For those who thought that Hillary Clinton was through because Barack Obama won the Iowa caucus, or because the polls supposedly proved she would lose in New Hampshire, or because they let the personal, ideological, or partisan wish be father to the thought--and for those who made proclamations about John McCain being kaput, Mike Huckabee having no chance, and Ron Paul staging a surge--herewith a political science recovery plan.

But first, to sugarcoat the academic pills, swallow a catchall election--analysis concept that might help to discipline the discourse from now through November: symbolitics.

The term was coined during the 2004 election season by David Kuo, former deputy director of the Office of Faith-Based and Community Initiatives at the White House, and it complements nicely an important contribution by the late, great political scientist Donald E. Stokes, coauthor of the 1960 classic The American Voter.

That book was the first systematic, scholarly look into how Americans vote in national elections. As the data-bearing punch-cards whizzed through first-generation computers, Stokes, the junior member of a University of Michigan research team, noticed that the results of the elections of the 1950s could not be adequately explained by the usual variables: party identification, ideological orientation, and candidates' positions on the issues that mattered most to voters. Another factor, harder to categorize or quantify, loomed large: namely, the degree to which candidates were linked in voters' hearts and minds with conditions, goals, or symbols that were almost universally approved or disapproved by the mass electorate.

Stokes's key insight was that Americans increasingly were choosing parties and candidates not solely or even mainly by their real or perceived differences on policy questions, even questions that powerfully divided the electorate, but, instead, by the candidates' perceived association with broader conditions, goals, or symbols that virtually all voting-age adults either embraced or rejected.

For instance, nearly everybody is for "public safety" and against "lawlessness." No candidate has ever run on a platform promising "more crime" or "less prosperity." Almost everyone resonates to "resolute leadership" and rejects its opposites, including "flip-flopping." There is never one party advocating "corruption" or "special interests" while the other excoriates the corrupt and the greedy. There is no candidate who campaigns against "change" or admits being light on "experience" or scoffs at calls to make government "work better" or "cost less."

In post-1950s national campaigns, the difference between steady electoral success and sudden electoral disaster has increasingly turned on each contender's ability to strengthen voters' perception of his link to what the public generally considers good and weaken their perception of his link to what the public deems bad. Kuo dubbed this symbolitics, and today, with television and 24-hour cable news networks and the Internet, it matters more than ever.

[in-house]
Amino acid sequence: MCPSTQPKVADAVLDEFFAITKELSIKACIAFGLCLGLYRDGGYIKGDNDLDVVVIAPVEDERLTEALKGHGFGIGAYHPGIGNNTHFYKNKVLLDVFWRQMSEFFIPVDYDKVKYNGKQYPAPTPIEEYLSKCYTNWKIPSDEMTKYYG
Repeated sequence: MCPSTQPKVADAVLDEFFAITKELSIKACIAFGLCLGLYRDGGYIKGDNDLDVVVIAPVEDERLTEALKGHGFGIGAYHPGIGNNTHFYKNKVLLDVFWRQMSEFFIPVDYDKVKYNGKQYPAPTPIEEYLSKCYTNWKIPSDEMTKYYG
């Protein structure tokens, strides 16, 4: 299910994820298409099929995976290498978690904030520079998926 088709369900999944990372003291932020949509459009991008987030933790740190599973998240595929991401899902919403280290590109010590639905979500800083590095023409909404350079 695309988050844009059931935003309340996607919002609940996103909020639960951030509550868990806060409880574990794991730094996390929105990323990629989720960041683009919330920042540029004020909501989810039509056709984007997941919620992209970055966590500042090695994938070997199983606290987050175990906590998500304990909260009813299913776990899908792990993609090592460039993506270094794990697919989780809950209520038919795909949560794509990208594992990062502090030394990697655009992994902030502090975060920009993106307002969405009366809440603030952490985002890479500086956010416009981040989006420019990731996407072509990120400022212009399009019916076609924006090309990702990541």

For starters, think about Ronald Reagan's 1984 "morning in America" (patriotism, peace, prosperity) popularity among not only "Reagan Democrats" but also some issue-minded political progressives who nonetheless liked his strong, sincere, and sunny public persona. Recall how George H.W. Bush dinged Michael Dukakis for wavering on flag-waving. Revisit the volatility in the 1992 polls that at various points gave "outsider" H. Ross Perot ("You see, you just look under the hood and fix it!") a plurality. Or analyze the content of John Kerry's 2004 speeches ("reporting for duty") and count how often he made "security" his tough-on-terrorism mantra.

Again, it's not all pure symbolitics. Stokes took pains to stress that presidential elections always blend symbolitics ("I'm the candidate of change!") with position-taking ("I'll give health care coverage to the uninsured!"). Thus, even if Obama should turn out to be not merely the latest, but truly among the greatest masters of symbolitics, he will still have to take positions on the issues in the end. Will this weaken or widen his symbolitics appeal? Probably weaken it--but stay tuned.

Overestimating Obama--if, indeed, he has been overestimated--can at least be chalked up to the fact that he has been in the public eye for only a few years, and that even many conservative cold fish warm a bit to his uplifting rhetoric. What is amazing, though, is that after Clinton's loss in the Iowa caucus by nearly 8 points, veteran Clinton watchers, longtime friends and foes alike, discounted or disregarded the Clintons' proven skill in symbolitics.

Recall the image makeover Bill Clinton's campaign undertook in 1992, as revealed in an internal document uncovered some months later by Michael Kelly and reported in the New York Times shortly after the election, on November 14. After five months of adverse publicity and sagging poll numbers, the Clintons' advisers "proposed the construction of a new image for Mr. and Mrs. Clinton: an honest, plain-folks idealist and his loving wife." As Kelly documented, this symbolitics strategy "required a campaign of behavior modification and media manipulation so elaborate that its outline ran to 14 single-spaced pages." It explicitly called for depicting Bill Clinton as an "agent of change," plus holding town-hall style forums and events "with her friends where Hillary can laugh, cry, do her mimicry." This year it took the Clinton operation only five days to react to bad news.